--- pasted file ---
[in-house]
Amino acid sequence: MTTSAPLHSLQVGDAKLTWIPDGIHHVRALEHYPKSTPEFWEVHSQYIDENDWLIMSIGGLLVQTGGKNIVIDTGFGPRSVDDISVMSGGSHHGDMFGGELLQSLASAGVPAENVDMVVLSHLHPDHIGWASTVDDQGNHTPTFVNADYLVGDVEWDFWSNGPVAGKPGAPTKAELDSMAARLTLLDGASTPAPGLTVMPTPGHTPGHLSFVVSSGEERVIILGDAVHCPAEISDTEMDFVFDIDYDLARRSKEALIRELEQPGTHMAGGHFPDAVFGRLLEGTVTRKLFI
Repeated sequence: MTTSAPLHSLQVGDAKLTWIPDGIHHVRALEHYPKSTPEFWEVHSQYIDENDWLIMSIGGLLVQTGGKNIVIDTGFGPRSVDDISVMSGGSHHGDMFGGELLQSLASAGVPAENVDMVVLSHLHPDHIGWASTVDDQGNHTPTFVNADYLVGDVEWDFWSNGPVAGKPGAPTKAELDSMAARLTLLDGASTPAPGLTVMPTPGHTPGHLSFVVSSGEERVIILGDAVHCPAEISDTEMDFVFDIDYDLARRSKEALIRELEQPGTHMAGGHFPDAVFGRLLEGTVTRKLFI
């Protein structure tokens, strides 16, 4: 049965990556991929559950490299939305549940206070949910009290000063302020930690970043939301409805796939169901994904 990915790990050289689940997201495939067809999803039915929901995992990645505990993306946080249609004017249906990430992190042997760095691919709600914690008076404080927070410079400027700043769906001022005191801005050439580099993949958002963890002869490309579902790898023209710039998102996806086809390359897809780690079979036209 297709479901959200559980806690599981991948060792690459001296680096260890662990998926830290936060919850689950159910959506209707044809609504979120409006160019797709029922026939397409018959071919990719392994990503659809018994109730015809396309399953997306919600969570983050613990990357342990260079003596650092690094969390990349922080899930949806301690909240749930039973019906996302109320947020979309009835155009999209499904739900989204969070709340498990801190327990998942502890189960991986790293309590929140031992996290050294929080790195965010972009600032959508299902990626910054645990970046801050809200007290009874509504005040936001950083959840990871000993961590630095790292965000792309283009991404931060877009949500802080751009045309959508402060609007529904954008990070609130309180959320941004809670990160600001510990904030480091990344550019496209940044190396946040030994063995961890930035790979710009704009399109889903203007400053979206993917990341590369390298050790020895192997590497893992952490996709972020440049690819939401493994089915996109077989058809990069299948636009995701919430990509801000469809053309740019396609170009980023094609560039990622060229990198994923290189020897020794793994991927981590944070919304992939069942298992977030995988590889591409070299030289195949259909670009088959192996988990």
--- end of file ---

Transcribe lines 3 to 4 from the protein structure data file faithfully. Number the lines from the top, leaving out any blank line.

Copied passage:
Repeated sequence: MTTSAPLHSLQVGDAKLTWIPDGIHHVRALEHYPKSTPEFWEVHSQYIDENDWLIMSIGGLLVQTGGKNIVIDTGFGPRSVDDISVMSGGSHHGDMFGGELLQSLASAGVPAENVDMVVLSHLHPDHIGWASTVDDQGNHTPTFVNADYLVGDVEWDFWSNGPVAGKPGAPTKAELDSMAARLTLLDGASTPAPGLTVMPTPGHTPGHLSFVVSSGEERVIILGDAVHCPAEISDTEMDFVFDIDYDLARRSKEALIRELEQPGTHMAGGHFPDAVFGRLLEGTVTRKLFI
């Protein structure tokens, strides 16, 4: 049965990556991929559950490299939305549940206070949910009290000063302020930690970043939301409805796939169901994904 990915790990050289689940997201495939067809999803039915929901995992990645505990993306946080249609004017249906990430992190042997760095691919709600914690008076404080927070410079400027700043769906001022005191801005050439580099993949958002963890002869490309579902790898023209710039998102996806086809390359897809780690079979036209 297709479901959200559980806690599981991948060792690459001296680096260890662990998926830290936060919850689950159910959506209707044809609504979120409006160019797709029922026939397409018959071919990719392994990503659809018994109730015809396309399953997306919600969570983050613990990357342990260079003596650092690094969390990349922080899930949806301690909240749930039973019906996302109320947020979309009835155009999209499904739900989204969070709340498990801190327990998942502890189960991986790293309590929140031992996290050294929080790195965010972009600032959508299902990626910054645990970046801050809200007290009874509504005040936001950083959840990871000993961590630095790292965000792309283009991404931060877009949500802080751009045309959508402060609007529904954008990070609130309180959320941004809670990160600001510990904030480091990344550019496209940044190396946040030994063995961890930035790979710009704009399109889903203007400053979206993917990341590369390298050790020895192997590497893992952490996709972020440049690819939401493994089915996109077989058809990069299948636009995701919430990509801000469809053309740019396609170009980023094609560039990622060229990198994923290189020897020794793994991927981590944070919304992939069942298992977030995988590889591409070299030289195949259909670009088959192996988990």